Contractors had been busy on the mile or so between Bridges 38 and 47, giving the encroaching trees a very thorough pruning, or even felling. We thought we’d done well on Tuesday, but that merely scratched the surface. Most of the wood on the towpath had already been adopted, of course, but there was and is still plenty on the offside, for those with a bit of perseverance ( and good balance) to go for it.
We didn’t get so far yesterday, just a mile and a half into Leamington Spa, but it still took us 2½ hours. I was so busy I didn’t take any photos. Not a one.
I did have a result when I went shopping for some new boots, however. The shop I’d earmarked as being closest to the mooring and having a good selection was the Mountain Warehouse on The Parade. It turns out that they are having a clearance sale prior to refitting, and everything was half-price. A very suitable pair of £70 medium weight walking boots were going for £35. Lovely jubbly. So I bought two. Pairs. I love a BOGOF.
My brief visit to the spa town left a favourable impression. It’s seems to be mostly Georgian or Victorian, with some fine architecture and a good range of shops. We should return. And I’ll have to remember the prefix Royal, awarded by Queen Victoria in 1838.
Meanwhile Sue had discovered an older stash of wood part covered by vegetation that had been missed, so that was first on the agenda this morning. That all went on No Problem, then I ran Seyella up on the mud on the offside and recovered several good sized logs left there. A little precarious but needs must. Meanwhile Sue was walking along the towpath dragging timber out of the undergrowth while Vic was bringing NP along to collect it.
All in all a very productive morning’s work.
Anyway, back to the cruising, what there was of it…
Approaching Bridge 40 this morning.
Shopping is a doodle along here. There’s a Co-op alongside Bridge 40, Morrison’s, Lidl and Homebase either side of B42, and a large Tesco on the offside with it’s own moorings at Bridge 46.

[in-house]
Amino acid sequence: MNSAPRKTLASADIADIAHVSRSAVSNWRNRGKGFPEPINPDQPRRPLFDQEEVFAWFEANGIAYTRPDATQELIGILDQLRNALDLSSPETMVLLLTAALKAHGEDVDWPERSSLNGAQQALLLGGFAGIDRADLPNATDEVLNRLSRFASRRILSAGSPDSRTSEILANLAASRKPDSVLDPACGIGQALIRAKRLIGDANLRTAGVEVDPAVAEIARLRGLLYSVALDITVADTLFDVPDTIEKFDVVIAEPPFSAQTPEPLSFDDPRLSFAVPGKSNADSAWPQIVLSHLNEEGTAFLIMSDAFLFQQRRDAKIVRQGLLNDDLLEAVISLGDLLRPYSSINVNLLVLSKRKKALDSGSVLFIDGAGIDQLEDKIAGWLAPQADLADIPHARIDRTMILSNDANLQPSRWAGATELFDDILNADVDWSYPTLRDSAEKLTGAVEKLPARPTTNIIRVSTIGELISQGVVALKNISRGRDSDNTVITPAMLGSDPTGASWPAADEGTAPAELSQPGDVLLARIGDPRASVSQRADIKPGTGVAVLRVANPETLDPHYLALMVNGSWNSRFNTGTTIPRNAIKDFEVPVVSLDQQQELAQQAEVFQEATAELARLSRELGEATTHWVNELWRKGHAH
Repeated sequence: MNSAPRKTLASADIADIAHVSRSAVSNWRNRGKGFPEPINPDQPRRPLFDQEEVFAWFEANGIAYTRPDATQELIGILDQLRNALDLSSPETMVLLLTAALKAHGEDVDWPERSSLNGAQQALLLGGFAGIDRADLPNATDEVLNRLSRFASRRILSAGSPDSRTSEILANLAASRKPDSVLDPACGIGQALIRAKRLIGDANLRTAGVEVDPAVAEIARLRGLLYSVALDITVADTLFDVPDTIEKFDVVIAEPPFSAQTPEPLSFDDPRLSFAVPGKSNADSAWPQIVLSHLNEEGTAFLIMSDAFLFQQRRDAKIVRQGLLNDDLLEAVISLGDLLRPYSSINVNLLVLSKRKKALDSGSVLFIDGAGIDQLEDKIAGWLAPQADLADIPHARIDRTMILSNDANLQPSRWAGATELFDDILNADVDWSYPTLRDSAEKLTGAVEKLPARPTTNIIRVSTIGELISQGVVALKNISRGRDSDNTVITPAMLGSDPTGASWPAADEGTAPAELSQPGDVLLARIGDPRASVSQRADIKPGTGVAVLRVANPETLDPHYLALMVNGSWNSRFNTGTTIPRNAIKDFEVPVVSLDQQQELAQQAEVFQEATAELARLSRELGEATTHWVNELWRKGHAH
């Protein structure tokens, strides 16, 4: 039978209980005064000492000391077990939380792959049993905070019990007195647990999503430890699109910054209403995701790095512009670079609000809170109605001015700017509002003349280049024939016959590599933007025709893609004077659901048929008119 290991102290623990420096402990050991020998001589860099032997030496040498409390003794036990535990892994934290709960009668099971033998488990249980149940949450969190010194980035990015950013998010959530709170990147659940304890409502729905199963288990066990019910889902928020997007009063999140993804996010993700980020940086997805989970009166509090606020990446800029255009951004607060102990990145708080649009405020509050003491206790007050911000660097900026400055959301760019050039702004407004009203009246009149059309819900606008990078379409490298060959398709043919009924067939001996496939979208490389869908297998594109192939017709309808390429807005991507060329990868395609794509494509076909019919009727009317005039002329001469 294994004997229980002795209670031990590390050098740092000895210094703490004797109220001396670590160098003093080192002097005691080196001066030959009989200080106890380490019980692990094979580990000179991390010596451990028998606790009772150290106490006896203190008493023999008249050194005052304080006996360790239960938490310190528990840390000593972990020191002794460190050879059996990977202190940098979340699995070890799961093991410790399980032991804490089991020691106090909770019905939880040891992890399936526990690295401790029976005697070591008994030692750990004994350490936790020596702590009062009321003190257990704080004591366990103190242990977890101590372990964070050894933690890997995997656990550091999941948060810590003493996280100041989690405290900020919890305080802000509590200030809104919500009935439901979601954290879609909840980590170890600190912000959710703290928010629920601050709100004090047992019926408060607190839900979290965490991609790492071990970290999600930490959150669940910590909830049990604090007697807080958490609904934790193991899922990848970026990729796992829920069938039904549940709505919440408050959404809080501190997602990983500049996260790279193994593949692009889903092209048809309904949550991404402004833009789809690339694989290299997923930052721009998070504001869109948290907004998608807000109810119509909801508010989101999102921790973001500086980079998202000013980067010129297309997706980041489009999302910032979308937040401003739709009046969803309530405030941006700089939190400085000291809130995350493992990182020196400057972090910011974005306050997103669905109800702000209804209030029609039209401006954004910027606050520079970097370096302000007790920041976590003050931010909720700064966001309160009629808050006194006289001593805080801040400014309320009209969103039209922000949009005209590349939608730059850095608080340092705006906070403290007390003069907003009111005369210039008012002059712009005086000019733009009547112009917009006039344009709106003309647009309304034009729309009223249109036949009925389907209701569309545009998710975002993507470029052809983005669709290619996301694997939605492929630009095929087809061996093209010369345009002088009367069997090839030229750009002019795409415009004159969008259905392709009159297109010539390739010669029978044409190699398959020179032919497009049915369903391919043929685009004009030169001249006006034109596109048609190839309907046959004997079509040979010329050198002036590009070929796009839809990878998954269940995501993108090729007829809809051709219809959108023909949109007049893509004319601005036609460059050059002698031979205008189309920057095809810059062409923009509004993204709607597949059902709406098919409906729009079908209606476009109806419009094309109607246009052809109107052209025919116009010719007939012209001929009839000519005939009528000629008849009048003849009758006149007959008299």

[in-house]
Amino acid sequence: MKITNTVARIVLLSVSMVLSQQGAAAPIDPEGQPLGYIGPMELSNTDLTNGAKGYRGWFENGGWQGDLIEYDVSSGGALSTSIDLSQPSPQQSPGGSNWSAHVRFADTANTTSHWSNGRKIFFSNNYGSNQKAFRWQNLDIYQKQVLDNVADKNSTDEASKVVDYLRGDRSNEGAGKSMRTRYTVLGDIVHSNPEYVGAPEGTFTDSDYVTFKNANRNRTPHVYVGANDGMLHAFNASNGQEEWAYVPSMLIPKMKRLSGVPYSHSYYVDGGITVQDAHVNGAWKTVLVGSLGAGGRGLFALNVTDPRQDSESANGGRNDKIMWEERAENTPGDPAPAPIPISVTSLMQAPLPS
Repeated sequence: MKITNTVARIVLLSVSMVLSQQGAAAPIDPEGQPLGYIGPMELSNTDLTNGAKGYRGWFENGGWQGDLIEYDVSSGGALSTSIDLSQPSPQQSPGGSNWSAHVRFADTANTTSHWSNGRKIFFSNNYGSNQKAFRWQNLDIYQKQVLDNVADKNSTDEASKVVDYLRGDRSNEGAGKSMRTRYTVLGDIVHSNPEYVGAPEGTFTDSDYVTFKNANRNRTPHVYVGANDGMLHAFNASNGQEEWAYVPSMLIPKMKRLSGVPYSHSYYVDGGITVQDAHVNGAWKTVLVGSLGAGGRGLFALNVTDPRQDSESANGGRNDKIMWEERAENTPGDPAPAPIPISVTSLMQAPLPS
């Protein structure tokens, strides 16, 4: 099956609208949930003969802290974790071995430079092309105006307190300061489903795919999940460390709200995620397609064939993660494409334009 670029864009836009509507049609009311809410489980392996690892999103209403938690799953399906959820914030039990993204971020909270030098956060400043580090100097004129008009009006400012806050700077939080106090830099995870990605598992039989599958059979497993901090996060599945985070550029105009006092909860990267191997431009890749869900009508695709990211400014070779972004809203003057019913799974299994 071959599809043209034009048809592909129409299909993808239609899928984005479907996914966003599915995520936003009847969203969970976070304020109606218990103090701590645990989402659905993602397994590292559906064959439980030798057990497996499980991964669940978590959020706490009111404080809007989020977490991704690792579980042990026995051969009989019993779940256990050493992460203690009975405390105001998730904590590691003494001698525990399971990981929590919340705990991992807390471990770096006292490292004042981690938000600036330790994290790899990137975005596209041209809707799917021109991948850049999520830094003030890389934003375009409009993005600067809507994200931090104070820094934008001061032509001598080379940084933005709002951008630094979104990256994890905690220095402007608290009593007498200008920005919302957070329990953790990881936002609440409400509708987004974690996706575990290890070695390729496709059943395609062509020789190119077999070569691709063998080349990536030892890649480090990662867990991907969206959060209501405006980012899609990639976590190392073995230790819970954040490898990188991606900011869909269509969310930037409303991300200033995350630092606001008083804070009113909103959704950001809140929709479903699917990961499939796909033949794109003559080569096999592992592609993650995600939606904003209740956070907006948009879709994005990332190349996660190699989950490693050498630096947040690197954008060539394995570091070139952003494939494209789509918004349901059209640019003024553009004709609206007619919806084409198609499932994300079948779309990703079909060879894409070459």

Our retailer of choice for today was Morrison’s…
Moored for shopping, and sorting out the roof loads. We were fore-end heavy and listing to the left…
Lidl has moorings right outside, too.
Over the railway…
…and the river.
The Stratford & Warwick Waterways Trust have a cunning plan to make the Avon navigable to here, then raise it through a flight of four locks to the canal. If achieved there would be an alternative route south to the Severn without going over the Birmingham plateau. That’d be good.
There’s that Tesco at Bridge 46…
There’s an arch through the offside structure of Bridge 48, that and the wide, level ground on the offside lead me to suspect that there were towpaths on both sides of the canal along here.
Overgrown arch through Bridge 48
I mentioned the other day that the climb back up out of the Avon valley starts with the 21 lock Hatton flight. Of course, I’d “mislaid” the two Cape Locks, lifting the canal the first 14 feet.
Coming up Cape Locks
The Cape of Good Hope
It’s not fair, Sue and Vic have six foot more available roof space than us!
We topped up with water above the locks, we’ve had to do two wash loads today after a mishap with 2 litres of milk yesterday soaked the rugs…
The Napton and Warwick Canal met the Warwick and Birmingham at a T junction at Budbrooke Junction, just under Bridge 51. The Saltisford Arm, to the left is the tail end of the W&B, which heads from here up the Hatton Locks towards Birmingham.
Saltisford Arm and the Warwick and Birmingham Canal terminus.
We pulled in around the corner, almost within sight of the bottom of Hatton, our challenge for tomorrow.
Locks 2, miles 5 (both days)